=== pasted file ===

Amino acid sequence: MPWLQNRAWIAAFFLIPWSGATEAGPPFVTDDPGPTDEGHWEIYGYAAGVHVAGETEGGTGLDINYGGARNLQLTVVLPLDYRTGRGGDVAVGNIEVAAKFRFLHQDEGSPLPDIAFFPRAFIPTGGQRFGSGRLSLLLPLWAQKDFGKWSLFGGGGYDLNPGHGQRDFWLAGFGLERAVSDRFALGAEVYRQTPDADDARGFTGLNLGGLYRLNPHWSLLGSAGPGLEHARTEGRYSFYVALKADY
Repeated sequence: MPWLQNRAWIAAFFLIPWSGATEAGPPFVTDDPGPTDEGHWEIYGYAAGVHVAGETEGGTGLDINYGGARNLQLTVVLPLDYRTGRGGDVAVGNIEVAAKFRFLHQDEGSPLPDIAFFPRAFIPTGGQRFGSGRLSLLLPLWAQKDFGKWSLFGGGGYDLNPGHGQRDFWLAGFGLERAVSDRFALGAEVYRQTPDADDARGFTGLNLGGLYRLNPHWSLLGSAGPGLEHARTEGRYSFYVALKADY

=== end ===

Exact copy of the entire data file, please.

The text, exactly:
Amino acid sequence: MPWLQNRAWIAAFFLIPWSGATEAGPPFVTDDPGPTDEGHWEIYGYAAGVHVAGETEGGTGLDINYGGARNLQLTVVLPLDYRTGRGGDVAVGNIEVAAKFRFLHQDEGSPLPDIAFFPRAFIPTGGQRFGSGRLSLLLPLWAQKDFGKWSLFGGGGYDLNPGHGQRDFWLAGFGLERAVSDRFALGAEVYRQTPDADDARGFTGLNLGGLYRLNPHWSLLGSAGPGLEHARTEGRYSFYVALKADY
Repeated sequence: MPWLQNRAWIAAFFLIPWSGATEAGPPFVTDDPGPTDEGHWEIYGYAAGVHVAGETEGGTGLDINYGGARNLQLTVVLPLDYRTGRGGDVAVGNIEVAAKFRFLHQDEGSPLPDIAFFPRAFIPTGGQRFGSGRLSLLLPLWAQKDFGKWSLFGGGGYDLNPGHGQRDFWLAGFGLERAVSDRFALGAEVYRQTPDADDARGFTGLNLGGLYRLNPHWSLLGSAGPGLEHARTEGRYSFYVALKADY